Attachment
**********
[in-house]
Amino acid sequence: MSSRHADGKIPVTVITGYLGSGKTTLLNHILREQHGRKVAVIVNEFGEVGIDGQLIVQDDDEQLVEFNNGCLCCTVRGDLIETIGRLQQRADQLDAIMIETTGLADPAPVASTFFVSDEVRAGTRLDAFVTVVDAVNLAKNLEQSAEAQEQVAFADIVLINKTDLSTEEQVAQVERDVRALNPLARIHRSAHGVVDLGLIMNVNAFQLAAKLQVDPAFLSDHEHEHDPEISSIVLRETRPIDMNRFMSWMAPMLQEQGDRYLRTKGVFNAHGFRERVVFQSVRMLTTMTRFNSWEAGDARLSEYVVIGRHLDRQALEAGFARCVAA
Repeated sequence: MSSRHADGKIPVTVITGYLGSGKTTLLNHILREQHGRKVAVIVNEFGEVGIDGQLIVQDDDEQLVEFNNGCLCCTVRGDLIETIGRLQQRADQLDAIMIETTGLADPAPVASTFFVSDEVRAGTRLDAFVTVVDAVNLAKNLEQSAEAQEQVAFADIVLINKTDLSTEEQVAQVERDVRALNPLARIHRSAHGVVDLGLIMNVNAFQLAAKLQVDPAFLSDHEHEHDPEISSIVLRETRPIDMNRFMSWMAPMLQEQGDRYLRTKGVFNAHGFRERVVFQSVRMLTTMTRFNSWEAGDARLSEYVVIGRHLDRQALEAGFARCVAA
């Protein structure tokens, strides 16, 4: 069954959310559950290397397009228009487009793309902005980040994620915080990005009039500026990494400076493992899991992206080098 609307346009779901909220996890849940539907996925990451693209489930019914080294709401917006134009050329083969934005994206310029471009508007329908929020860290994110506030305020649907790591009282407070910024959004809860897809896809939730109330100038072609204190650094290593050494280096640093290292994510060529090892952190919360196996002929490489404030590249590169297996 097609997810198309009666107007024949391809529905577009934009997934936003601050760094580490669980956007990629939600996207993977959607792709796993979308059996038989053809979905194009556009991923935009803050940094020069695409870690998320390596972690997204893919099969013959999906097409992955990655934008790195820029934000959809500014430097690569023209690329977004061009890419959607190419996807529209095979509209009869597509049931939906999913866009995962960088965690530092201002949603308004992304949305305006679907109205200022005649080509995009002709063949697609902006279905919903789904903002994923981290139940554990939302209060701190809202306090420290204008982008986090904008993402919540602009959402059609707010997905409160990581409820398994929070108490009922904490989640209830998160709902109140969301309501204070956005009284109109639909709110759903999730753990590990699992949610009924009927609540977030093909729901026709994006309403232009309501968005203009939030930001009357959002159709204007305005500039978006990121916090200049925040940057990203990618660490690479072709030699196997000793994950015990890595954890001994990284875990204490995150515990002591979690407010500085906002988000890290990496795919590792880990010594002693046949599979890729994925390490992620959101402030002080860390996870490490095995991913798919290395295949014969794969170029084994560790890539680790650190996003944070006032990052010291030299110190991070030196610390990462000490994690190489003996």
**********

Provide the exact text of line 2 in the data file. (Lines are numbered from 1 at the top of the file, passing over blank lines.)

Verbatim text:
Amino acid sequence: MSSRHADGKIPVTVITGYLGSGKTTLLNHILREQHGRKVAVIVNEFGEVGIDGQLIVQDDDEQLVEFNNGCLCCTVRGDLIETIGRLQQRADQLDAIMIETTGLADPAPVASTFFVSDEVRAGTRLDAFVTVVDAVNLAKNLEQSAEAQEQVAFADIVLINKTDLSTEEQVAQVERDVRALNPLARIHRSAHGVVDLGLIMNVNAFQLAAKLQVDPAFLSDHEHEHDPEISSIVLRETRPIDMNRFMSWMAPMLQEQGDRYLRTKGVFNAHGFRERVVFQSVRMLTTMTRFNSWEAGDARLSEYVVIGRHLDRQALEAGFARCVAA